Shipboard electronics designers at Global Technical Systems (GTS) in Virginia Beach, Va., will provide the U.S. Navy with additional rugged air- and water-cooled open-architecture shipboard computers under terms of an $8.5 million order.
Officials of the Naval Sea Systems Command in Washington are asking GTS to build 15 Common Processing System (CPS) technical instruction-12 hybrid (TI-12H) water-cooled computers for the Navy Surface Electronic Warfare Improvement Program (SEWIP) and two CPS TI-12H air-cooled computers for ship self-defense systems. The CPS is a rugged shipboard computer processing system based on an open-architecture design.
The CPS provides a common computing infrastructure for ship combat systems, including processing and memory, data storage and extraction, and I/O interfaces for shipboard combat systems. The GTS team building the open-architecture CPS consists of Northrop Grumman, DRS Technologies, IBM, and Oracle Corp.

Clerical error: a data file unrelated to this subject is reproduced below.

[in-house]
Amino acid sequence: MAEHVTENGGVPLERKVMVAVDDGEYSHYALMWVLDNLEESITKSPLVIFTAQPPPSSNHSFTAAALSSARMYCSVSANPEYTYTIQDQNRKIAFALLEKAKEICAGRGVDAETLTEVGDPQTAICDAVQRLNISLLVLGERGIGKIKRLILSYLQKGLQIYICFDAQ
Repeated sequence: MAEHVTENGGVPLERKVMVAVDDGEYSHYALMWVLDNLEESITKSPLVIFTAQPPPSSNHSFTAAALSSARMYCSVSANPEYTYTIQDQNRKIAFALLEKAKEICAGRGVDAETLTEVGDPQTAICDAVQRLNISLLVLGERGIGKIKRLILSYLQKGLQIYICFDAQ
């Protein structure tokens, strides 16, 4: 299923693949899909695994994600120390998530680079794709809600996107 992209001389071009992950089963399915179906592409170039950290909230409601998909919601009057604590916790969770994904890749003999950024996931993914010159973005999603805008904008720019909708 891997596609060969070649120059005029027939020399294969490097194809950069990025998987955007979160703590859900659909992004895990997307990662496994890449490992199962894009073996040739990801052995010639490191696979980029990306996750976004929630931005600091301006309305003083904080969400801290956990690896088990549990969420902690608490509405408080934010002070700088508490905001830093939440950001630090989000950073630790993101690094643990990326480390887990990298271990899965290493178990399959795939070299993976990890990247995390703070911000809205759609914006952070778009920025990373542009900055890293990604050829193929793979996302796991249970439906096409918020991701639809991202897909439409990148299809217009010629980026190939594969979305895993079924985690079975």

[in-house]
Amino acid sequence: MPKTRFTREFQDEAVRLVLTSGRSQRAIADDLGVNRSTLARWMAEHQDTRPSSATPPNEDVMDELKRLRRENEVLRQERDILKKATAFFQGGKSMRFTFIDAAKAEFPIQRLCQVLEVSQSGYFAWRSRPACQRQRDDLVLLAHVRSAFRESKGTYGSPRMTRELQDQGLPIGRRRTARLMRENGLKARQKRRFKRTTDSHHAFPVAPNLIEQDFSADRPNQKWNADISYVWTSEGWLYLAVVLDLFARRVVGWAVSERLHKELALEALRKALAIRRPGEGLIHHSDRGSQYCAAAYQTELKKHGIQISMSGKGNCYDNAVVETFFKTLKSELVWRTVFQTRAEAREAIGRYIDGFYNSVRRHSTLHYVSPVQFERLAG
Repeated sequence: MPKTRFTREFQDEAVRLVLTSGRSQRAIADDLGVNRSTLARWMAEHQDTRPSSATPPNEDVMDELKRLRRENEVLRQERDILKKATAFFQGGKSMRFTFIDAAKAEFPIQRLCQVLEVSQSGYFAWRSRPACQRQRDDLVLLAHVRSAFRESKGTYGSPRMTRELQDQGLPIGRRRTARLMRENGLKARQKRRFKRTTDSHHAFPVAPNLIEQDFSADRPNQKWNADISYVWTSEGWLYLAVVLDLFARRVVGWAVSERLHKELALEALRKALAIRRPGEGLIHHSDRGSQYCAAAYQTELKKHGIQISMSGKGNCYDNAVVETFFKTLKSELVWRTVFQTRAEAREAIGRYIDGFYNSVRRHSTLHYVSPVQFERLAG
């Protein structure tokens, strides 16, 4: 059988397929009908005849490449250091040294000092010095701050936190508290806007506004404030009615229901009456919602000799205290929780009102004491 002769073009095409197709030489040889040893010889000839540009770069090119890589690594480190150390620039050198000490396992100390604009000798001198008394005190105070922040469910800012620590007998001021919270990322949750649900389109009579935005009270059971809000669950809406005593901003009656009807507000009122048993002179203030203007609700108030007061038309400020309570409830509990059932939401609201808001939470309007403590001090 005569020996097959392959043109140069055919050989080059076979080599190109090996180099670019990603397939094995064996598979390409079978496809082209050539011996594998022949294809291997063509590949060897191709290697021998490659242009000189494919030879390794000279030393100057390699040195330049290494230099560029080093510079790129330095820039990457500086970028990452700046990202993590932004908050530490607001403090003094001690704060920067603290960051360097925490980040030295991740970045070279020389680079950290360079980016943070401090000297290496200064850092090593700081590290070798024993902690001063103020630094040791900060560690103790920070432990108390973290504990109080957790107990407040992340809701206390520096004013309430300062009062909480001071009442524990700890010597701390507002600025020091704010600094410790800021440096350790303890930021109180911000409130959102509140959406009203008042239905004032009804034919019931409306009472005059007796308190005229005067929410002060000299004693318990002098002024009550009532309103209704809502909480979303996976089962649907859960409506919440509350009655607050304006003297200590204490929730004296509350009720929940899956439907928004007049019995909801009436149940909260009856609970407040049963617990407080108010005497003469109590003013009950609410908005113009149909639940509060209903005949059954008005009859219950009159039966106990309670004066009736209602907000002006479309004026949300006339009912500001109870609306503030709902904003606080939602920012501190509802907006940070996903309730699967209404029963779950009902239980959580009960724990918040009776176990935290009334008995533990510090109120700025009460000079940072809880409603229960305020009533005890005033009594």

GTS engineers build the CPS using commercial off-the-shelf (COTS) hardware and software such as BladeCenter technology that supplies common infrastructure for processing and network fabric. Plug-in components are accessible, hot-swappable, and battle-ready protected by the GTS Advanced COTS Enclosure (ACE).
The CPS consists of a rugged enclosure and three subsystems: the processing subsystem, the storage and extraction subsystem, and the I/O subsystem.
The storage and extraction subsystem provides data storage for CPS operating system (OS) image storage, program storage, data extraction, and database management. The I/O subsystem, meanwhile, interfaces the processing and storage hardware to various external elements.
Oracle provides for the Common Processing System open-standard middleware, designated SAFfire, for the CPS to support high-availability management of mission-critical combat system. SAF stands for Standards Availability Forum, an industry consortium of companies that develop open standards-based products. The new-generation Open-SAFfire middleware uses open-source technology based on SAF standards.
The overall CPS is designed with a shock-isolating enclosure that protects unhardened COTS components from the intense shock and vibration that can occur on Navy surface ships.
On this order GTS will do the work in Virginia Beach, Va., and should be finished by this October. For more information contact Global Technical Systems online at http://gts.us.com, or Naval Sea Systems Command at www.navsea.navy.mil.